Sunday, March 30, 2014

Cloud free base map image from MapBox

Cloud free, near real time, seamlessly integrated scenes of imagery acquired by various satellites orbiting the Earth is a holy grail of remote sensing community. However, achieving this result is not a trivial task due to volume of data and computational capacity required to process it. So, for now, we only have one-off attempts to create such mosaic with lower resolution imagery.

You may be well familiar with Blue Marble seasonal mosaics of MODIS imagery (~500m resolution) that appeared on many versions of online maps but the latest version created by MapBox is a great improvement on the previous, dated by now version, which deserve a mention.

The goal was to make the most beautiful image of an idealized, cloudless planet, “trapped in eternal summer”. As described by the creator, “It’s a completely natural product. Every pixel is a real pixel captured by a camera in the sky. But it’s also completely synthetic.”

You can preview the entire globe of cloud free imagery on MapBox’s tour page and the whole process of generating that image was well explained in Wired article in 2013.

Now the race is on to produce a higher resolution version (possibly based on Landsat 7 and Landsat 8 data) as well as to utilise all the possible band combinations to extract information, in near-real time, on glaciers, wildfires, crops, droughts and floods, cities and forests, surface temperature, plankton blooms, seasonal dynamics, smog, and myriad of other earth surface, near surface and shallow water objects. And most importantly – observe changes over time.

It is interesting to note that, yet again, innovation is driven by a relative newcomer to the spatial industry. As I pointed out in my 2013 end of year reflection, this is a very common pattern in the last couple of decades, where “old hands” just can’t recognise all the opportunities that technological advancement and computational capacity bring to this industry, and it takes outsiders to “spot the obvious”.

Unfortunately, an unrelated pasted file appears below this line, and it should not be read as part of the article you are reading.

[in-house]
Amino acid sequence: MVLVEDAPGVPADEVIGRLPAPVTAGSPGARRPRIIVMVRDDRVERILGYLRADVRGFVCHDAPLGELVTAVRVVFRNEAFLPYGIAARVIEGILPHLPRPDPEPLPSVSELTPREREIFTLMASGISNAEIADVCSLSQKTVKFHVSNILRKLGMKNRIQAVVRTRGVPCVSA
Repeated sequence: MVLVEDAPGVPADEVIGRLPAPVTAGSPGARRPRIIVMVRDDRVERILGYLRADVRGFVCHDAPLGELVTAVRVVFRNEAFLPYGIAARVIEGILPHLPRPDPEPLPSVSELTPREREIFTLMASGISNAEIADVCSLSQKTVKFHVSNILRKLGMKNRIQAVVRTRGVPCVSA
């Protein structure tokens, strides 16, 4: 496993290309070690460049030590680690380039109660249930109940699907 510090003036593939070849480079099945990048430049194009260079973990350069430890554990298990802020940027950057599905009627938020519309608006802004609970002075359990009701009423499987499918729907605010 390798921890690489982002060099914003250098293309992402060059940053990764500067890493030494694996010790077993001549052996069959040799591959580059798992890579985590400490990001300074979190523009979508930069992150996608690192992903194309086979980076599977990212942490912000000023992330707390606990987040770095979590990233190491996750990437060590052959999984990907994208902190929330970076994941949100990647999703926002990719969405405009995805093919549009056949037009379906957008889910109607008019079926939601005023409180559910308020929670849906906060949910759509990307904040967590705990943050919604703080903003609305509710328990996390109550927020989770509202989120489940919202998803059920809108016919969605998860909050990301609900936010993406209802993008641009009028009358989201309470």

MapBox is definitely one of the more innovative companies that emerged in recent years and is worth watching - we can all learn from their fresh approach to old problems…

Related Posts:
New approach to satellite imagery analysis
Landsat 8 data explained
Google unlocks Landsat archives
Free high resolution imagery

Thursday, March 27, 2014

San Francisco crime map

The ability to filter results according to user preferences, to bring meaning to complex information, is an indispensable functionality of any great data analysis and visualisation tool. The San Francisco Crimespotting map provides a good example of how well designed controls can enhance user ability to visualise only a subset of available information, specific for the problem under investigation.

In particular, the map uses coloured map markers to show the location of different types of crime. Users can filter the types of crime displayed by simply selecting the items from a list. A click on individual marker brings up information about a particular event. The 'date' and 'time of day' controls allows to filer the results shown on the map by any date range or for any period, or combination of periods during the day.

The 24 hour clock (literary!) takes a few moments to get used to but is a very nifty idea. I have seen various approaches so far, for example using sliders or day-time matrix, but this one takes the prize.

For other examples of visualisation of crime statistics please refer to my previous posts:

Mapping crime in Queensland
Crime maps - complex stats visualisation
Victorian version of crime stats 
UK crime statistics revisited
Mapping Crime in Canberra
MashupAustralia highlights

First spotted on Google Maps Mania

Wednesday, March 26, 2014

Fun with maps

What will you get when you combine Google Map with Google Search? Autocomplete Map! This fun application from Map Channels can deliver tonnes of laughter – just try these couple of examples for Australia: